These revelations are troubling for the Chinese leadership, given they come at a time when Beijing is facing significant pressure over Hong Kong and is being challenged internationally by the US on trade and aspects of its actions across the South Pacific.

While the New York Times hasn’t yet confirmed that it will release more of its document trove for public scrutiny, Beijing will no doubt be concerned about other revelations about its Xinjiang program that may come to light from whistleblowers concerned about the direction of China’s leadership. For example, should definitive proof emerge from within Chinese government circles confirming that China has instituted a program of mass organ harvesting [6] from prisoners of conscience and detained Muslim minorities from Xinjiang, Beijing’s global prestige and credibility would be severely damaged. China could potentially also be subject to criminal sanctions for crimes against humanity [7] as well as for genocide [8].

There’s also a more enduring lesson that can be taken from these revelations: that of the power of the whistleblower even within the most oppressive and authoritarian regimes. The existence of a whistleblower from within the Chinese government stands as an intriguing counterpoint to recent events in Washington, where a whistleblower has exposed what appears to be gross abuse of the power of the president by US President Donald Trump, and where inside accounts of Trump’s maladministration and questionable dealings with Ukraine have the potential to bring down his presidency.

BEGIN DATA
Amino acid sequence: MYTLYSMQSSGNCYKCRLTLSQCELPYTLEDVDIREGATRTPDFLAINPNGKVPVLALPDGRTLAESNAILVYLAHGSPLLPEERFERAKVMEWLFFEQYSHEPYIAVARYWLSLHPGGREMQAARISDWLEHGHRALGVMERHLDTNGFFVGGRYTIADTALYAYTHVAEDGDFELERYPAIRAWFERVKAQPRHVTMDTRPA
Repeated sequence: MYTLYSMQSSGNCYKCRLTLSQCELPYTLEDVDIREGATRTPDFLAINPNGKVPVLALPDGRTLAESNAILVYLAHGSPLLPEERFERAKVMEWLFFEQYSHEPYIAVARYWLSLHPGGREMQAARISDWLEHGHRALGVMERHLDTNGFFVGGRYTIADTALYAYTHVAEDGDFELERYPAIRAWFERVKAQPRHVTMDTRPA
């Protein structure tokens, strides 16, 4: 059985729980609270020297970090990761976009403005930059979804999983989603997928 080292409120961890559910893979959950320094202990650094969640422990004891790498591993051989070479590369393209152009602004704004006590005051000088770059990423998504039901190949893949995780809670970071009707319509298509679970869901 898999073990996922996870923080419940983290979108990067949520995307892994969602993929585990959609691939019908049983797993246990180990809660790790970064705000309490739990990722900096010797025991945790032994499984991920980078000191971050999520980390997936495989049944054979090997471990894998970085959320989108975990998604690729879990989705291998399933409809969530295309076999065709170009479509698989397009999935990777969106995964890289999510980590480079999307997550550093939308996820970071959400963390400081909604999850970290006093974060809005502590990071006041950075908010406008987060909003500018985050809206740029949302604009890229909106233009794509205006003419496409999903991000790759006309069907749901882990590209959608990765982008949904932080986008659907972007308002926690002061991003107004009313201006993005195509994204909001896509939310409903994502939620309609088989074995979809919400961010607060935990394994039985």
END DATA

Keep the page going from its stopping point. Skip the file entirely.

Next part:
And while it’s highly unlikely that the New York Times’ revelations pose an existential threat to Beijing or to Xi, they do significantly tarnish Beijing’s growing international prestige and reveal a weakness in the Chinese system. They also show that, despite Beijing’s iron grip on information within China and its determination to dictate the narrative on all aspects of Chinese politics and society, the truth can’t always be suppressed.

But, ultimately, this remains a story about the plight of Uyghurs and other Muslims in China, and the idea that the global community can’t simply ignore the principle of collective responsibility for human rights. The leaked documents are the most definitive account to date of the horror that is unfolding in Xinjiang.

We are all now well past the point of being able to claim that we didn’t know what was occurring.



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URL to article: https://www.aspistrategist.org.au/xinjiang-revelations-a-blow-to-beijings-credibility-and-xis-leadership/

URLs in this post:

[1] trove of documents: https://www.nytimes.com/interactive/2019/11/16/world/asia/china-xinjiang-documents.html?action=click&module=Top%20Stories&pgtype=Homepage

[2] claim: https://www.reuters.com/article/us-usa-china-un/china-warns-us-that-criticism-over-uighurs-not-helpful-for-trade-talks-idUSKBN1X82II

[3] defend: https://www.theguardian.com/world/2018/aug/13/china-state-media-defend-intense-controls-xinjiang-uighurs

[4] report: https://www.ohchr.org/Documents/Issues/Terrorism/SR/OL_CHN_18_2019.pdf

[5] lauded: https://www.hrw.org/news/2019/11/14/unprecedented-un-critique-chinas-xinjiang-policies

[6] organ harvesting: https://chinatribunal.com/final-judgement-report/

[7] crimes against humanity: https://chinatribunal.com/wp-content/uploads/2019/06/Short-Form-Conclusion-China-Tribunal.pdf

[8] genocide: https://theconversation.com/despite-chinas-denials-its-treatment-of-the-uyghurs-should-be-called-what-it-is-cultural-genocide-120654